Re: PSYCH: Genius and SAT Scores

Hal Finney (
Tue, 7 Jan 1997 19:53:08 -0800

From: "David Musick" <>
> Intelligence is not a quantity; it is a collection of cognitive skills.

One form of intelligence testing gives people a lot of different tests
that involve mental abilities. These will include memorization, math
problems, spatial puzzles, synonyms, producing words with certain
properties, etc. This gives you a bunch of numbers, the scores on
each test.

Then a procedure called factor analysis is applied to the statistics.
This looks for underlying factors which can explain all or most of the
variation in scores. For example, we might have two tests which have
almost perfect correlation among the test subjects. Everyone who does
well on test A also does just as well on test B, and vice versa. This
suggests that both tests are measuring the same underlying factor.

This statistical procedure is relatively automatic. It can be thought
of as finding the base vectors in a multidimensional space. As a result
it tells you the dimensionality of the space, which is the number of
different independent kinds of intelligence you have measured. Once
you have your factors, you can try to use your judgement to give names
to them; one might be reading speed, for example, if it turns out that
tests which involve a lot of reading are heavily influenced by that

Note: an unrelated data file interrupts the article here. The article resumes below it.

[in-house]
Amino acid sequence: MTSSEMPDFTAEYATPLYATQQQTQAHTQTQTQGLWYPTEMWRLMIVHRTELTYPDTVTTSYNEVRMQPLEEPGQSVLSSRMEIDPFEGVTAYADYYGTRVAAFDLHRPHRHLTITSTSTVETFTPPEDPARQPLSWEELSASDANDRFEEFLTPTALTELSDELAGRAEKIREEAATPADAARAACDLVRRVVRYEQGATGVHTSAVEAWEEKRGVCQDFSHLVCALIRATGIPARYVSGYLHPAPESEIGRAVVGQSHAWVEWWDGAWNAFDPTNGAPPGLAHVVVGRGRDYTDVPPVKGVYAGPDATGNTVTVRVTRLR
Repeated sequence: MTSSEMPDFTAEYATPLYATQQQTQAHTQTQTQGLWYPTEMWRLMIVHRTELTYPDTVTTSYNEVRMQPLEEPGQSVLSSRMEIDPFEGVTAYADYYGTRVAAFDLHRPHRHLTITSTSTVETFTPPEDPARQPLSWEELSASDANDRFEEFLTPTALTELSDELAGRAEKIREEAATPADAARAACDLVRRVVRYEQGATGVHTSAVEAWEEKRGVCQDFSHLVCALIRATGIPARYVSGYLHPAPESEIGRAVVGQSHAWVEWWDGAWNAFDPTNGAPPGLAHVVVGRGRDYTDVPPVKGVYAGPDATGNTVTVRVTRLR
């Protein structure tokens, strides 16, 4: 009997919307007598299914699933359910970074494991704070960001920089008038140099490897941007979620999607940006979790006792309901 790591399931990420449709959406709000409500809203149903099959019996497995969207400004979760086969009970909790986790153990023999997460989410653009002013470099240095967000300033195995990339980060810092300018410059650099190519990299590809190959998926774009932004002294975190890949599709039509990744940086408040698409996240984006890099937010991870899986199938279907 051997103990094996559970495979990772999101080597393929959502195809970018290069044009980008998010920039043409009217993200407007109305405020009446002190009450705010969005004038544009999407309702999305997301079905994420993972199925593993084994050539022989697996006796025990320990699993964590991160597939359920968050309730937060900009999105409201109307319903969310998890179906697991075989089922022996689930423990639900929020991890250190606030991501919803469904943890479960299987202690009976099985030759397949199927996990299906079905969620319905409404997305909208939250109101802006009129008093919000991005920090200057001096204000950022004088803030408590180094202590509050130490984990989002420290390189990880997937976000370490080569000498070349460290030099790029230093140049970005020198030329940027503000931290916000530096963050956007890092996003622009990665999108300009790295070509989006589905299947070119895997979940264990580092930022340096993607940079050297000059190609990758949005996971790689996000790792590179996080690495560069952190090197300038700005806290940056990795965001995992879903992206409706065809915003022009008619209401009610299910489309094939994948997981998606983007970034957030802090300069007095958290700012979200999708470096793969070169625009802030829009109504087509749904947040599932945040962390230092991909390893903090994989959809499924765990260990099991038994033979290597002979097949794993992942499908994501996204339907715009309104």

One controversial question is whether there is a single base factor which
influences all the scores, the so-called "g" factor. Some people have
argued that there is no "g", that people's scores on all the different
skills are randomly distributed, and that there is no correlation between
abilities in the different skills. Others have claimed to find in the
statistics evidence that there is such a correlation, that people who tend
to be good at math equations also tend to be good at finding the real point
of a story. Presumably the existence of the controversy suggests that the
"g" factor, if it exists, is relatively weak. So this would suggest that
David has the right idea in thinking of intelligence as being a bundle of

What this implies is that people we think of as conventionally intelligent
may actually be much more diverse than we imagine. They may all have
different skills, and they have learned to compensate for weaknesses
in some areas by using their strengths in others. Maybe one person is
very creative but weaker in logical reasoning; another has an excellent
memory so they have all relevant info always at hand, even if they don't
do that much with it. Still another person can easily see the effects
of an action, and although he's not that good at coming up with new
ideas he tends to be very successful.

Probably most so-called smart people do not have too many significant
mental weaknesses, so they are not too hampered by their relative
handicaps. Other people may have a wider range of abilities, as when we
run into a seemingly mundane person who startles us with a mental skill.
Some people will be high in all areas, and they probably fall into the
genius category. Others will be extremely high in some specific area,
pretty high in others, and these also would be geniuses of a different

Overlayed on all this variation is the pervasive socialization effect
which drives us all to be similar. Probably we are a lot more different
under the surface than most people think.